The Intel Core i5-9600K is a mid-range 6-core desktop processor targeted at gamer enthusiasts, a user segment that mainly games on their PC, but has an understanding of hardware tweaking with the want to eke out a little more performance over time. The 2017 introduction of AMD Ryzen kicked Intel out of its decade-long slumber, forcing it to increase CPU core-counts across the board as advancements in silicon fabrication technology grounded to a halt and with it, the introduction of new core designs that could have brought about clock-speed improvements. Not only did the first-generation Ryzen processors force 50–100 percent core-count increases across the board with Intel's 8th generation Core processors, but the second-generation Ryzen chips also packed enough of an improvement to trigger a second round with the 9th generation Core "Coffee Lake Refresh" family.
Interestingly, while the $350-ish Core i7 and new $500 Core i9 LGA1151 segments received 8 cores, the Core i5 extension has been left largely untouched by Intel in terms of core counts. This is probably because the company either feels its 6-core/6-thread setup is sufficient to compete with AMD Ryzen 5 series 6-core/12-thread SKUs or doesn't see the cost benefit in investing a large 177 mm² 8-core silicon for their $190–$260 segment. The 9th generation Core i5 series hence only has a 6-core/6-thread configuration based on a die that physically just has 6 cores and an unchanged 9 MB of shared L3 cache. What's on offer are minor increments to clock speeds, support for up to 128 GB of dual-channel DDR4 memory, and hardware fixes against certain CPU vulnerabilities that haunted computing for the bulk of 2018. In theory, a hardware fix inflicts less of a performance penalty than a firmware fix, which 8th generation Core processors have to make do with.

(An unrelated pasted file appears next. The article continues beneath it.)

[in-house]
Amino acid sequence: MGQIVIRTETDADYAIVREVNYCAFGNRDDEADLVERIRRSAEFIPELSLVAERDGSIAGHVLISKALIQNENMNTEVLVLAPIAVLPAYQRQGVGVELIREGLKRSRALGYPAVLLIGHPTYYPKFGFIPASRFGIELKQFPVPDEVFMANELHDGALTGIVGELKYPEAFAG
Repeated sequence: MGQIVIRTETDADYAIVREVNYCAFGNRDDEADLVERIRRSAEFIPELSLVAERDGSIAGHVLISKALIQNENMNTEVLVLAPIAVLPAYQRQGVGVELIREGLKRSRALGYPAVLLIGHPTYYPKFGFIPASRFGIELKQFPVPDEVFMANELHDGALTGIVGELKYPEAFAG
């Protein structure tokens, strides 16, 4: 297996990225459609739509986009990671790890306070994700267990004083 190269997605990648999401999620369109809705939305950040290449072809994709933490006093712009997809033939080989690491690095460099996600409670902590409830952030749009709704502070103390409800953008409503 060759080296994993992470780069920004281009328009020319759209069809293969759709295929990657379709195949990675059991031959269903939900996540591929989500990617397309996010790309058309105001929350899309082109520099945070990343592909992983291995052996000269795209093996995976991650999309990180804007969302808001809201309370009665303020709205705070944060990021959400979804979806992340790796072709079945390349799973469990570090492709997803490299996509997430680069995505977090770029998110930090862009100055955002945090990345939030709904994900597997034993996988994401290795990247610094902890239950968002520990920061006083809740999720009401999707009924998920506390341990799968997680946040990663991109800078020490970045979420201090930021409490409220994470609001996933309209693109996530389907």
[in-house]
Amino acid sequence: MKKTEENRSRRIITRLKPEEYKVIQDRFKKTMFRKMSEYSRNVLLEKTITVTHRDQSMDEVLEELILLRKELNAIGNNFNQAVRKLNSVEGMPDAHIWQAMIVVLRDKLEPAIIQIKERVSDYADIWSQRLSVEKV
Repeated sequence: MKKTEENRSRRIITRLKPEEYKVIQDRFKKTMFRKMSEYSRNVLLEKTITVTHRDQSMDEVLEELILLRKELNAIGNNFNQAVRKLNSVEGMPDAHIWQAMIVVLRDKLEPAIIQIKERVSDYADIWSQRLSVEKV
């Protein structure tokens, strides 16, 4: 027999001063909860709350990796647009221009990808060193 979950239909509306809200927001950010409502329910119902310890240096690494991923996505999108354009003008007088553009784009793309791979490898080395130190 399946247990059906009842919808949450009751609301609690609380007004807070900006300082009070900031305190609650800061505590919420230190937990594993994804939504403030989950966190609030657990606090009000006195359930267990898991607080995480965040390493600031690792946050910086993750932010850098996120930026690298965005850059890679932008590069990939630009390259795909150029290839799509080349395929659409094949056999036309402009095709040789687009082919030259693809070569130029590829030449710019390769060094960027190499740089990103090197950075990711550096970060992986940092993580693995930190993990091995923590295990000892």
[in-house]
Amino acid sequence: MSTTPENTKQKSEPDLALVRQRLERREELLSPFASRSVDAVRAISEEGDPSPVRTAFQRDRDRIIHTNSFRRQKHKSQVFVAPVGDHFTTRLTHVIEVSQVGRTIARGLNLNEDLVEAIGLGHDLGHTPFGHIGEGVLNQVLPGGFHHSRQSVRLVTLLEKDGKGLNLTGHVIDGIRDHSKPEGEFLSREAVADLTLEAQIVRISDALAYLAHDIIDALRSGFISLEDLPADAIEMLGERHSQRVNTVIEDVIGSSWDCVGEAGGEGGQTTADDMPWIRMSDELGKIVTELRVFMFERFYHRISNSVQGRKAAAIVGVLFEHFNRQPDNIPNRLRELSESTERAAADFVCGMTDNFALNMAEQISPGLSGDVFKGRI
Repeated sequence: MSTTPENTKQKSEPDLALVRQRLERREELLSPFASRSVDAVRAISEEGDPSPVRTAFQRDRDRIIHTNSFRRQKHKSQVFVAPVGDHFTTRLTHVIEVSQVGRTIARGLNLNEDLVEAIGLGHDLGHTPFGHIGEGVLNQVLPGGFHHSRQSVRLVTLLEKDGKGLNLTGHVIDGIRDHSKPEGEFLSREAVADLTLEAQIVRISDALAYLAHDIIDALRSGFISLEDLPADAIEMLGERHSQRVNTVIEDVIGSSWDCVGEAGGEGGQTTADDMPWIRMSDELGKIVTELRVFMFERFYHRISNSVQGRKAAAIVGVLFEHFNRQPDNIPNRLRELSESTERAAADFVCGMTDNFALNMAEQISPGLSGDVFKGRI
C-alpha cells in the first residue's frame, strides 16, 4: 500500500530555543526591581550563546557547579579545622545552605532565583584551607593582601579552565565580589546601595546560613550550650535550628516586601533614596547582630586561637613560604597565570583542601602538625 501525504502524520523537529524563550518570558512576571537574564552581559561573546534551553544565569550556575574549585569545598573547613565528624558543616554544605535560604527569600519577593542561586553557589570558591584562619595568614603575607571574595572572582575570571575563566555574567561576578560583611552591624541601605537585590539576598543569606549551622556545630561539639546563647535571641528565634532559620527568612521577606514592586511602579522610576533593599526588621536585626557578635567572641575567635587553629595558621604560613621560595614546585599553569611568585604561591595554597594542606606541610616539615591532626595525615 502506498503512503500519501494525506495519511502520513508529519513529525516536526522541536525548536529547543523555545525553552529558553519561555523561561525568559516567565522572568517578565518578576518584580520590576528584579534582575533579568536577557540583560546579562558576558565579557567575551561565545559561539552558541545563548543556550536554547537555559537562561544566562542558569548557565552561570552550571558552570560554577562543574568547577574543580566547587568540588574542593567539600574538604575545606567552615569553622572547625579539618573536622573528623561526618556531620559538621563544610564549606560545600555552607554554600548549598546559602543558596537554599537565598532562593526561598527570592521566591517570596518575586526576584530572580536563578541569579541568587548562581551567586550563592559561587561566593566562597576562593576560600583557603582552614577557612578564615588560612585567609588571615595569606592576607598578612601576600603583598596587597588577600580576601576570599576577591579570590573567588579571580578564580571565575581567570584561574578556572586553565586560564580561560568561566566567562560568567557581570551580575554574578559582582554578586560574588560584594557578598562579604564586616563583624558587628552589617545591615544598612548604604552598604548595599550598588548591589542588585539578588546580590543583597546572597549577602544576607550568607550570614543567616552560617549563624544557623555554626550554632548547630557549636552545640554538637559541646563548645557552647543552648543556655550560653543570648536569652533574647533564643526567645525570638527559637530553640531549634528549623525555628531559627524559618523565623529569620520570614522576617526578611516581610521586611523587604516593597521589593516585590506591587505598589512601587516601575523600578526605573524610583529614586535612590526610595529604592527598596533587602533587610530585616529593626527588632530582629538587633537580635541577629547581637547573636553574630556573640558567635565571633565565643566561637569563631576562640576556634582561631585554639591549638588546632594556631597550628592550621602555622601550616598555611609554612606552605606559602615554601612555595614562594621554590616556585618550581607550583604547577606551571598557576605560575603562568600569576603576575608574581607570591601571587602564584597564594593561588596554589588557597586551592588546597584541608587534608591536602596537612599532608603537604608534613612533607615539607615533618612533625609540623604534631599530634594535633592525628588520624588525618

The Core i5-9600K is clocked at 3.70 GHz with a maximum Turbo Boost frequency of 4.60 GHz, compared to the 3.60 GHz nominal and 4.40 GHz max Turbo speeds of the previous generation i5-8600K. It comes with an unlocked multiplier, making it easy to overclock. AMD's Ryzen 5 2600X is highly competitive with the i5-8600K, to where we had to hand the Ryzen a performance and value edge over the Intel chip. The minor clock-speed bump of the i5-9600K is an exercise in tilting the edge in favor of Intel. Unfortunately, Intel didn't back that effort by pricing this chip aggressively. It still has an MSRP of $259.99, continues to lack a stock cooling solution, and supply issues to the DIY retail channel continue to bludgeon the product's value proposition even as the 2600X can be had for $220 in many places.
In this review, we examine the performance of the Core i5-9600K across our entire suite of CPU-specific and gaming-specific benchmarks to test a hunch we have. Given today's AAA PC games are just beginning to utilize 6 cores, and given this chip's high clock speeds, could gamers potentially save a lot of money over pricier options, such as the i7-9700K or even 2700X, by choosing this chip instead?